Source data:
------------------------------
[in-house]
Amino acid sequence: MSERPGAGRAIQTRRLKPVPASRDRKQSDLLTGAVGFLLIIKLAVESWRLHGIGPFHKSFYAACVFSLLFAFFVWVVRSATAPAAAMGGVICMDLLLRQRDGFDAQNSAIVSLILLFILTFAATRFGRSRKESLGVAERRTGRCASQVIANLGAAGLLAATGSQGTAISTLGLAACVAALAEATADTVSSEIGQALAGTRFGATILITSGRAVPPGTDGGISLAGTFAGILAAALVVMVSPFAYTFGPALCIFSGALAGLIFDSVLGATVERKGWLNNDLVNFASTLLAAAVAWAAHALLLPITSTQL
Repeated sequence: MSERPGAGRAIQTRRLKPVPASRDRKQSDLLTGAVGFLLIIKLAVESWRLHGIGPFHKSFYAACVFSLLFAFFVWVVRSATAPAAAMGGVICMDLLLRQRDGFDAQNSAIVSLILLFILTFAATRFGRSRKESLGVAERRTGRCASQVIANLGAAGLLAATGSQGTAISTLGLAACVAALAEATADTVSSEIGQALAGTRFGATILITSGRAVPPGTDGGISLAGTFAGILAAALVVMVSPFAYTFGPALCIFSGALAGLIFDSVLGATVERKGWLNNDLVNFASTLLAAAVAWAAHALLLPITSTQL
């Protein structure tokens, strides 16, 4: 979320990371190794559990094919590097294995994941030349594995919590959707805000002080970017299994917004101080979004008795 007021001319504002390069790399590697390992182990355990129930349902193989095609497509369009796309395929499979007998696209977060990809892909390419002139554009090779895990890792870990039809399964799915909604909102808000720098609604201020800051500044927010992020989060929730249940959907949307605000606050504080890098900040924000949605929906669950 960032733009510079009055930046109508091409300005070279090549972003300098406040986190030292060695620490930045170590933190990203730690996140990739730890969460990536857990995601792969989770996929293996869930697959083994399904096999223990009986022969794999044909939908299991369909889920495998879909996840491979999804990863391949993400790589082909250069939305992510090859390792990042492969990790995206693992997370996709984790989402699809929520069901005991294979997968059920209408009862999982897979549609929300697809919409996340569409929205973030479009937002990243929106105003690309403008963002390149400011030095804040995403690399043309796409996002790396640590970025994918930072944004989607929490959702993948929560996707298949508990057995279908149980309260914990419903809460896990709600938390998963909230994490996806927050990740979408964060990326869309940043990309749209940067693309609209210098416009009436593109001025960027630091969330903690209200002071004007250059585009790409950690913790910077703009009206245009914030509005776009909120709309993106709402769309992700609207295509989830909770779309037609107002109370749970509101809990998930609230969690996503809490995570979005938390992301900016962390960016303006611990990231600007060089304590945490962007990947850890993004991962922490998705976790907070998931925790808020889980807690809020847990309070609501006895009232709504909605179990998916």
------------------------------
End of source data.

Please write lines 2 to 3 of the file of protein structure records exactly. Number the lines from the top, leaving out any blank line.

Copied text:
Amino acid sequence: MSERPGAGRAIQTRRLKPVPASRDRKQSDLLTGAVGFLLIIKLAVESWRLHGIGPFHKSFYAACVFSLLFAFFVWVVRSATAPAAAMGGVICMDLLLRQRDGFDAQNSAIVSLILLFILTFAATRFGRSRKESLGVAERRTGRCASQVIANLGAAGLLAATGSQGTAISTLGLAACVAALAEATADTVSSEIGQALAGTRFGATILITSGRAVPPGTDGGISLAGTFAGILAAALVVMVSPFAYTFGPALCIFSGALAGLIFDSVLGATVERKGWLNNDLVNFASTLLAAAVAWAAHALLLPITSTQL
Repeated sequence: MSERPGAGRAIQTRRLKPVPASRDRKQSDLLTGAVGFLLIIKLAVESWRLHGIGPFHKSFYAACVFSLLFAFFVWVVRSATAPAAAMGGVICMDLLLRQRDGFDAQNSAIVSLILLFILTFAATRFGRSRKESLGVAERRTGRCASQVIANLGAAGLLAATGSQGTAISTLGLAACVAALAEATADTVSSEIGQALAGTRFGATILITSGRAVPPGTDGGISLAGTFAGILAAALVVMVSPFAYTFGPALCIFSGALAGLIFDSVLGATVERKGWLNNDLVNFASTLLAAAVAWAAHALLLPITSTQL